But those expecting Hotline to traffic in a kind of salacious misery porn are in for a surprise. Though Nasrallah is frank in his straightforward portrayal of the various ways society is canted against immigrants, especially in economic and professional arenas, he also dramatizes the support Muna receives from a number of quarters. Her landlord, Mr. Saltzman, is a kindly older man who lets his tenant plunder the basement storeroom where previous tenants – many of them transient students from nearby McGill University – have left behind personal property when they departed. He also secures Omar a doctor (in fact, a medical student who is renting another room in the building) when the boy becomes ill with a fever. Winnie provides an additional source of income for Muna by hiring her as a French tutor; she finds others in her community willing to pay for lessons and the group is soon so large they must relocate from Winnie’s kitchen to a local church basement. And far from being a stereotypical boss from hell, Lise turns out to be uncommonly supportive of Muna and genuinely praiseworthy when her new employee proves her mettle for the company.

This is a refreshing contrast to many immigrant narratives that appear determined to dramatize only the hardships and injustice newcomers to Canada face; Muna’s inner strength is undeniable, but she manages, by her own willpower and determination as well as a fair dollop of luck and good fortune, to surround herself with a support system that allows her to make a life for herself and Omar. “There are times when it’s easy to believe in yourself, but all that means is that you’re overdue for a crisis of faith,” Muna thinks at one point. “The kindness of life never sticks around for long.” This moment of existential despair occurs just before Mr. Saltzman secures the medical student to examine Omar; a few pages later, Muna is forced to admit to herself that “the world isn’t as bad as [she] made it out to be earlier.”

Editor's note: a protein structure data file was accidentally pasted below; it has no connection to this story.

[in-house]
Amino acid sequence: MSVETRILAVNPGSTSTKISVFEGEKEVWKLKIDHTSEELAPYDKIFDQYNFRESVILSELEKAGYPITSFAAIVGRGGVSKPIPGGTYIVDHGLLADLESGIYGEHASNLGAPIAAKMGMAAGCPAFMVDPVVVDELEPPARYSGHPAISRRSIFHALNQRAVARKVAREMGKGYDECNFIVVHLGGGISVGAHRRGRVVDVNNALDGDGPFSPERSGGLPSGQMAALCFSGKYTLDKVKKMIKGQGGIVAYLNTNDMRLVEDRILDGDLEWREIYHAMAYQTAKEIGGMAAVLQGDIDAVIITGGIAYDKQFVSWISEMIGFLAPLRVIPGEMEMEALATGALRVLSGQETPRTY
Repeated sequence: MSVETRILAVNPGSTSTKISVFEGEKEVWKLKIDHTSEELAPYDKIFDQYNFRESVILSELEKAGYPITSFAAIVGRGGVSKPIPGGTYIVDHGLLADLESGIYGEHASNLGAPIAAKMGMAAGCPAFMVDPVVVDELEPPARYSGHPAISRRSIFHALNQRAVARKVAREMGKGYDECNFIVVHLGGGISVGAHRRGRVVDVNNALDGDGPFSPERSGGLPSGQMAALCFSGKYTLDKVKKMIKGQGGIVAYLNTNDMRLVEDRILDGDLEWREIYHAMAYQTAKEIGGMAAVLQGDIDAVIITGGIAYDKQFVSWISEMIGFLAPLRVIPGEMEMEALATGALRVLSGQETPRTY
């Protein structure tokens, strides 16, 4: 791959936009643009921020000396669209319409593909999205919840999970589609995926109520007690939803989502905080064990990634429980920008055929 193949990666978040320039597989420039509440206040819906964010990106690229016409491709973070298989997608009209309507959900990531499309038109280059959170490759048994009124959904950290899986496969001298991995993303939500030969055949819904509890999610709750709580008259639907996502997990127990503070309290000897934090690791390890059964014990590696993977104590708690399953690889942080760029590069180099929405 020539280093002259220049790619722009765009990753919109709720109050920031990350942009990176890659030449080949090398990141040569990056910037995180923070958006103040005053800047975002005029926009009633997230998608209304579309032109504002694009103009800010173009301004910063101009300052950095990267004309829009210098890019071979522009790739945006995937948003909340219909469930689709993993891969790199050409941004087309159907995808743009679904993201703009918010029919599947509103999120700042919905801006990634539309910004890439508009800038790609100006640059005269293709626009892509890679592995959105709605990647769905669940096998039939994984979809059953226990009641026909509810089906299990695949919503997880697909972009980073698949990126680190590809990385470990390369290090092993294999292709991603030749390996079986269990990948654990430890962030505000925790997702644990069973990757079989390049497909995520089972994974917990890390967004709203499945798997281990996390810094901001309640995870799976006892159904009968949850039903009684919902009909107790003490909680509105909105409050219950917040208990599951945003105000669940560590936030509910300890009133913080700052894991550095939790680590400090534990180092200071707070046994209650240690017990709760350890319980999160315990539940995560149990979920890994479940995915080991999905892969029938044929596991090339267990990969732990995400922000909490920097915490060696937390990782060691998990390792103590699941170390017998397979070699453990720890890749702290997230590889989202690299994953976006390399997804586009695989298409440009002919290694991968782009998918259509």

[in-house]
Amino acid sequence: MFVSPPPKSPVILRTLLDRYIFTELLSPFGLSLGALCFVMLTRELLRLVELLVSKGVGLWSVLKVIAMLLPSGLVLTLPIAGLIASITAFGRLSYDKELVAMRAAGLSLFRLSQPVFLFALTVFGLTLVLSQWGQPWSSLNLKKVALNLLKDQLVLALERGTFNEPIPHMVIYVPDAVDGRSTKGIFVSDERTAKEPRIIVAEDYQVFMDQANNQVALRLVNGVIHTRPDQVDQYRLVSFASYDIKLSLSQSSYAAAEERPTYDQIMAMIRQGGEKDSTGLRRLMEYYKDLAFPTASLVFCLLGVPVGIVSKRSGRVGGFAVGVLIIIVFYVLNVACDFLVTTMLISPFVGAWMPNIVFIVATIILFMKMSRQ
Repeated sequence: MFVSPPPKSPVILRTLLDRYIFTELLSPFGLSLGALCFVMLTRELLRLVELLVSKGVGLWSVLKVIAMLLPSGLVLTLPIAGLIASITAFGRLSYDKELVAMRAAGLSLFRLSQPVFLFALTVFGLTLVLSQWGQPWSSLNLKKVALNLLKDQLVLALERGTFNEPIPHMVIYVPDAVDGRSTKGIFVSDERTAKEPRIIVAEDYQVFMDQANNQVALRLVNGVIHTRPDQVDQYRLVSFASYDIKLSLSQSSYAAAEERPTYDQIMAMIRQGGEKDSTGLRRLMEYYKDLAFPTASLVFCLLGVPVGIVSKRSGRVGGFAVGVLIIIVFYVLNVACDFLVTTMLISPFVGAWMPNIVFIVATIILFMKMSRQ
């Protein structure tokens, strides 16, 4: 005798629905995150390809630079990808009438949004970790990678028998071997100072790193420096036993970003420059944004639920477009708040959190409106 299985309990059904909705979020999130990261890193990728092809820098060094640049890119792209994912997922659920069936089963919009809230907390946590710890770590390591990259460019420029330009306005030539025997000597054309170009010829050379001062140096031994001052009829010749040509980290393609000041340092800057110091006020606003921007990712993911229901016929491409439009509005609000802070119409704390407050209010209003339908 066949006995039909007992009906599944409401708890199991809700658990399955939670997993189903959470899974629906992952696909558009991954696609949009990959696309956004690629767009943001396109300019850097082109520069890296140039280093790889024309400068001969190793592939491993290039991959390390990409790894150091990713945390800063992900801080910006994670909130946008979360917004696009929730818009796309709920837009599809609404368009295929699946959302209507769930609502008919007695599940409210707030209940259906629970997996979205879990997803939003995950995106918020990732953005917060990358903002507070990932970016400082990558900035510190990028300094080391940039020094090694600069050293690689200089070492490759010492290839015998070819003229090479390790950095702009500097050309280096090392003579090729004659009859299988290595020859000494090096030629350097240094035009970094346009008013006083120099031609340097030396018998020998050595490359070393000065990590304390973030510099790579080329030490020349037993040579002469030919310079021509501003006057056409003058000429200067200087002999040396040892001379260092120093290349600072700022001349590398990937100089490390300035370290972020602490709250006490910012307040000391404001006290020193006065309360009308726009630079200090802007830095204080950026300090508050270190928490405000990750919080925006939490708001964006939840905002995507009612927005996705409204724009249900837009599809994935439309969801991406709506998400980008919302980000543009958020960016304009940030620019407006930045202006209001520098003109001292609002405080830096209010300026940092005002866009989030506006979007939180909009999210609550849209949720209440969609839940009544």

In Muna – a character loosely based on Nasrallah’s own mother – the author has created a complex woman who is heir to a full range of human emotions, from anguish to joy to longing to desire. As she proceeds through the novel, she is allowed a variety of emotional reactions, from frustration at prospective employers’ unwillingness to recognize her credentials and capabilities to unfettered glee at watching her son play in the first snowfall he has ever experienced.

If this results in the novel bordering at times on the sentimental (Muna is prone to indulging in excessively metaphoric language, comparing herself to something “kept afloat by an air bubble of numbness“ and “flailing like an octopus tangled in the fishing net of bad memories”), this can be forgiven by the fact that the narrative takes us places we’re not expecting it to go. If Muna’s ignorance of Quebec history – “When was the last time a car bomb exploded outside the McGill University gates?” she asks, apparently unaware of the proliferation of bombings that ripped through Montreal during the reign of the FLQ – can be construed as naive, that lack of historical knowledge is contrasted with a resilience in the face of antagonism from Omar’s teacher and her in-laws back in Lebanon, among others. As she makes her way through a sharply rendered Montreal in the 1980s, her experiences, setbacks, and triumphs provide this resonant novel with its beating heart.

Where I’m calling from: Dimitri Nasrallah mines the immigrant experience for his new novel, Hotline